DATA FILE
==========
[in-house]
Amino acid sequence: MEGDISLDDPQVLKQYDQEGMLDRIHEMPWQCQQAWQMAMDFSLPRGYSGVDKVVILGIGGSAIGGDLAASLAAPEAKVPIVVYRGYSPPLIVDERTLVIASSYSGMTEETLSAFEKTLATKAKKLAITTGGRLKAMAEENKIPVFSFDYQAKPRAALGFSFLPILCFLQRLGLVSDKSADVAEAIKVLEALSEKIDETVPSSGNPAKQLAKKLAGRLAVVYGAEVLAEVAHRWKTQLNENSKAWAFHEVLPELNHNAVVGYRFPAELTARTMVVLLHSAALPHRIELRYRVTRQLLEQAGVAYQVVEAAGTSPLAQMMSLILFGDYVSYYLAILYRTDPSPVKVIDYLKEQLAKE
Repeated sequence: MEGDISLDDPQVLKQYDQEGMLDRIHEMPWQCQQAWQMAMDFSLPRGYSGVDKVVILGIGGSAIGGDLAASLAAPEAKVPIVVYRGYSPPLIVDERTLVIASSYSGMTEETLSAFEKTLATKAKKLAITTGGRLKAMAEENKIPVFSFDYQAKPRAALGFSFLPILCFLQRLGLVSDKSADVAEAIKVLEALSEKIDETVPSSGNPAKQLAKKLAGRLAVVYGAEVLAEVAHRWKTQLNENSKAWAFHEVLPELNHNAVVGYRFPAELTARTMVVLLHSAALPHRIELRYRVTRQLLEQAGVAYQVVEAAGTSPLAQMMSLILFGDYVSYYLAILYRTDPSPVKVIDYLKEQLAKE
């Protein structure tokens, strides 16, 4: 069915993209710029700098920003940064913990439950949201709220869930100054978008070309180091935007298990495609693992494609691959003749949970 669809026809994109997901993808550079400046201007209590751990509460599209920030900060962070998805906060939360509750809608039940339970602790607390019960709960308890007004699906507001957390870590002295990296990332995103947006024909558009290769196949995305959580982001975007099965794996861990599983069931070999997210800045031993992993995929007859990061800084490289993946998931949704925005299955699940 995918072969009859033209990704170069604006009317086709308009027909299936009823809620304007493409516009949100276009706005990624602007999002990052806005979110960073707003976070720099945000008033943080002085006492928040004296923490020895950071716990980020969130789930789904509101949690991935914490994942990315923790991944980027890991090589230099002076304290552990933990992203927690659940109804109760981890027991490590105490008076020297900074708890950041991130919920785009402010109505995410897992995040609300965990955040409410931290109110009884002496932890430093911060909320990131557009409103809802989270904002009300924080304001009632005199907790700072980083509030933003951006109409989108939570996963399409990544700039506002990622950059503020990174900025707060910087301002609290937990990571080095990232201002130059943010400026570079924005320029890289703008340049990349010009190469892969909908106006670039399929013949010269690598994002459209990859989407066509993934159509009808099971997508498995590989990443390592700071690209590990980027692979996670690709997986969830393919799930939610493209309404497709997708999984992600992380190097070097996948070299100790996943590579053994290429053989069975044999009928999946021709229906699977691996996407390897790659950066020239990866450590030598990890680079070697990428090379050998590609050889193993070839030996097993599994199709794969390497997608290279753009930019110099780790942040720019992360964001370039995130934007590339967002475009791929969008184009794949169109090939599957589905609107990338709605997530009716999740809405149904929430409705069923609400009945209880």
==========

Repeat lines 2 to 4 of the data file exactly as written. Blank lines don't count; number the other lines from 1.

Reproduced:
Amino acid sequence: MEGDISLDDPQVLKQYDQEGMLDRIHEMPWQCQQAWQMAMDFSLPRGYSGVDKVVILGIGGSAIGGDLAASLAAPEAKVPIVVYRGYSPPLIVDERTLVIASSYSGMTEETLSAFEKTLATKAKKLAITTGGRLKAMAEENKIPVFSFDYQAKPRAALGFSFLPILCFLQRLGLVSDKSADVAEAIKVLEALSEKIDETVPSSGNPAKQLAKKLAGRLAVVYGAEVLAEVAHRWKTQLNENSKAWAFHEVLPELNHNAVVGYRFPAELTARTMVVLLHSAALPHRIELRYRVTRQLLEQAGVAYQVVEAAGTSPLAQMMSLILFGDYVSYYLAILYRTDPSPVKVIDYLKEQLAKE
Repeated sequence: MEGDISLDDPQVLKQYDQEGMLDRIHEMPWQCQQAWQMAMDFSLPRGYSGVDKVVILGIGGSAIGGDLAASLAAPEAKVPIVVYRGYSPPLIVDERTLVIASSYSGMTEETLSAFEKTLATKAKKLAITTGGRLKAMAEENKIPVFSFDYQAKPRAALGFSFLPILCFLQRLGLVSDKSADVAEAIKVLEALSEKIDETVPSSGNPAKQLAKKLAGRLAVVYGAEVLAEVAHRWKTQLNENSKAWAFHEVLPELNHNAVVGYRFPAELTARTMVVLLHSAALPHRIELRYRVTRQLLEQAGVAYQVVEAAGTSPLAQMMSLILFGDYVSYYLAILYRTDPSPVKVIDYLKEQLAKE
């Protein structure tokens, strides 16, 4: 069915993209710029700098920003940064913990439950949201709220869930100054978008070309180091935007298990495609693992494609691959003749949970 669809026809994109997901993808550079400046201007209590751990509460599209920030900060962070998805906060939360509750809608039940339970602790607390019960709960308890007004699906507001957390870590002295990296990332995103947006024909558009290769196949995305959580982001975007099965794996861990599983069931070999997210800045031993992993995929007859990061800084490289993946998931949704925005299955699940 995918072969009859033209990704170069604006009317086709308009027909299936009823809620304007493409516009949100276009706005990624602007999002990052806005979110960073707003976070720099945000008033943080002085006492928040004296923490020895950071716990980020969130789930789904509101949690991935914490994942990315923790991944980027890991090589230099002076304290552990933990992203927690659940109804109760981890027991490590105490008076020297900074708890950041991130919920785009402010109505995410897992995040609300965990955040409410931290109110009884002496932890430093911060909320990131557009409103809802989270904002009300924080304001009632005199907790700072980083509030933003951006109409989108939570996963399409990544700039506002990622950059503020990174900025707060910087301002609290937990990571080095990232201002130059943010400026570079924005320029890289703008340049990349010009190469892969909908106006670039399929013949010269690598994002459209990859989407066509993934159509009808099971997508498995590989990443390592700071690209590990980027692979996670690709997986969830393919799930939610493209309404497709997708999984992600992380190097070097996948070299100790996943590579053994290429053989069975044999009928999946021709229906699977691996996407390897790659950066020239990866450590030598990890680079070697990428090379050998590609050889193993070839030996097993599994199709794969390497997608290279753009930019110099780790942040720019992360964001370039995130934007590339967002475009791929969008184009794949169109090939599957589905609107990338709605997530009716999740809405149904929430409705069923609400009945209880």